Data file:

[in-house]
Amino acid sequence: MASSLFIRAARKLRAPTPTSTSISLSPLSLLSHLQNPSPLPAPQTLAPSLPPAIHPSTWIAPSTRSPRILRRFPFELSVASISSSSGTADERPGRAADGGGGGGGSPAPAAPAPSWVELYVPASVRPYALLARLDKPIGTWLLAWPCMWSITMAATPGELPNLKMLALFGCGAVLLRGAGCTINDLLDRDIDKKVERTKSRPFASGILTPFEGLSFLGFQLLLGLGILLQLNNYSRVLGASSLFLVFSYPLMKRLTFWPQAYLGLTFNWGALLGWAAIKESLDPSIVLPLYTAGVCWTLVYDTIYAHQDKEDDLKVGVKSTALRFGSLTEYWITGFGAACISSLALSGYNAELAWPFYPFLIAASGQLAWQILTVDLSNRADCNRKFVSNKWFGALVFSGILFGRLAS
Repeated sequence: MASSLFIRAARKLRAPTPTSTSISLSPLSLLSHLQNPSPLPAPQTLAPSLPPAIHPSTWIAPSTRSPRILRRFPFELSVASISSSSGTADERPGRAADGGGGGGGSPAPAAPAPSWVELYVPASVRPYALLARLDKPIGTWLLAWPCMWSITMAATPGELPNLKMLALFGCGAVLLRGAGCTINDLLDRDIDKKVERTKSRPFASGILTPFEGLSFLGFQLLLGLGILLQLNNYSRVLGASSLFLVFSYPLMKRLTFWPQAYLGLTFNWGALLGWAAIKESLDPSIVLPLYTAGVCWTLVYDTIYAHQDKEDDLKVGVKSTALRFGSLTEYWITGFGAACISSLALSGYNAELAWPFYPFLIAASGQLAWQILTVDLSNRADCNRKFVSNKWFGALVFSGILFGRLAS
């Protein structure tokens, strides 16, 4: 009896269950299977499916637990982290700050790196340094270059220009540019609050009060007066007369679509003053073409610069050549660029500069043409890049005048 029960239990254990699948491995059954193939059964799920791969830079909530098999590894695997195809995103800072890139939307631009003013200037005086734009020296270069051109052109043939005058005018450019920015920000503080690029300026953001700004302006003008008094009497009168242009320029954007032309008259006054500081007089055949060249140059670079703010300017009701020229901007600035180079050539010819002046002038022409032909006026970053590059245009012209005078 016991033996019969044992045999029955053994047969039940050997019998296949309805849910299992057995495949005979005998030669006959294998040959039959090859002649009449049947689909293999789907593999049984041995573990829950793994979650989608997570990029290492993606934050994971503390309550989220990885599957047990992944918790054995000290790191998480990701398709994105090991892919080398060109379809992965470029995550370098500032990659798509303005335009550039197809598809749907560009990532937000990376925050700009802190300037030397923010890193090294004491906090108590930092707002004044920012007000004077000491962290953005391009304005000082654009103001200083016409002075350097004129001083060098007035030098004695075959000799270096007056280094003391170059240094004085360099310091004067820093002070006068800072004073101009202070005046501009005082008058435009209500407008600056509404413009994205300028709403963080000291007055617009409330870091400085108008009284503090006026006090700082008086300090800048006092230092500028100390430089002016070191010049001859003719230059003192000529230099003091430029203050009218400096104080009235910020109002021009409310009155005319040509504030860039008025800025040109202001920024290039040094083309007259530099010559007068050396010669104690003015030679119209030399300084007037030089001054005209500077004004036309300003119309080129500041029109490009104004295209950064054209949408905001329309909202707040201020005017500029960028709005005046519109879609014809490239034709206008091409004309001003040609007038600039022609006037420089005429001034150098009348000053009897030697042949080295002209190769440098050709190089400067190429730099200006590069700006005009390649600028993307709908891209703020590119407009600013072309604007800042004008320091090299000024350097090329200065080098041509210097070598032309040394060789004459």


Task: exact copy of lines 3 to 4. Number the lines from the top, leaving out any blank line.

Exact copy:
Repeated sequence: MASSLFIRAARKLRAPTPTSTSISLSPLSLLSHLQNPSPLPAPQTLAPSLPPAIHPSTWIAPSTRSPRILRRFPFELSVASISSSSGTADERPGRAADGGGGGGGSPAPAAPAPSWVELYVPASVRPYALLARLDKPIGTWLLAWPCMWSITMAATPGELPNLKMLALFGCGAVLLRGAGCTINDLLDRDIDKKVERTKSRPFASGILTPFEGLSFLGFQLLLGLGILLQLNNYSRVLGASSLFLVFSYPLMKRLTFWPQAYLGLTFNWGALLGWAAIKESLDPSIVLPLYTAGVCWTLVYDTIYAHQDKEDDLKVGVKSTALRFGSLTEYWITGFGAACISSLALSGYNAELAWPFYPFLIAASGQLAWQILTVDLSNRADCNRKFVSNKWFGALVFSGILFGRLAS
């Protein structure tokens, strides 16, 4: 009896269950299977499916637990982290700050790196340094270059220009540019609050009060007066007369679509003053073409610069050549660029500069043409890049005048 029960239990254990699948491995059954193939059964799920791969830079909530098999590894695997195809995103800072890139939307631009003013200037005086734009020296270069051109052109043939005058005018450019920015920000503080690029300026953001700004302006003008008094009497009168242009320029954007032309008259006054500081007089055949060249140059670079703010300017009701020229901007600035180079050539010819002046002038022409032909006026970053590059245009012209005078 016991033996019969044992045999029955053994047969039940050997019998296949309805849910299992057995495949005979005998030669006959294998040959039959090859002649009449049947689909293999789907593999049984041995573990829950793994979650989608997570990029290492993606934050994971503390309550989220990885599957047990992944918790054995000290790191998480990701398709994105090991892919080398060109379809992965470029995550370098500032990659798509303005335009550039197809598809749907560009990532937000990376925050700009802190300037030397923010890193090294004491906090108590930092707002004044920012007000004077000491962290953005391009304005000082654009103001200083016409002075350097004129001083060098007035030098004695075959000799270096007056280094003391170059240094004085360099310091004067820093002070006068800072004073101009202070005046501009005082008058435009209500407008600056509404413009994205300028709403963080000291007055617009409330870091400085108008009284503090006026006090700082008086300090800048006092230092500028100390430089002016070191010049001859003719230059003192000529230099003091430029203050009218400096104080009235910020109002021009409310009155005319040509504030860039008025800025040109202001920024290039040094083309007259530099010559007068050396010669104690003015030679119209030399300084007037030089001054005209500077004004036309300003119309080129500041029109490009104004295209950064054209949408905001329309909202707040201020005017500029960028709005005046519109879609014809490239034709206008091409004309001003040609007038600039022609006037420089005429001034150098009348000053009897030697042949080295002209190769440098050709190089400067190429730099200006590069700006005009390649600028993307709908891209703020590119407009600013072309604007800042004008320091090299000024350097090329200065080098041509210097070598032309040394060789004459």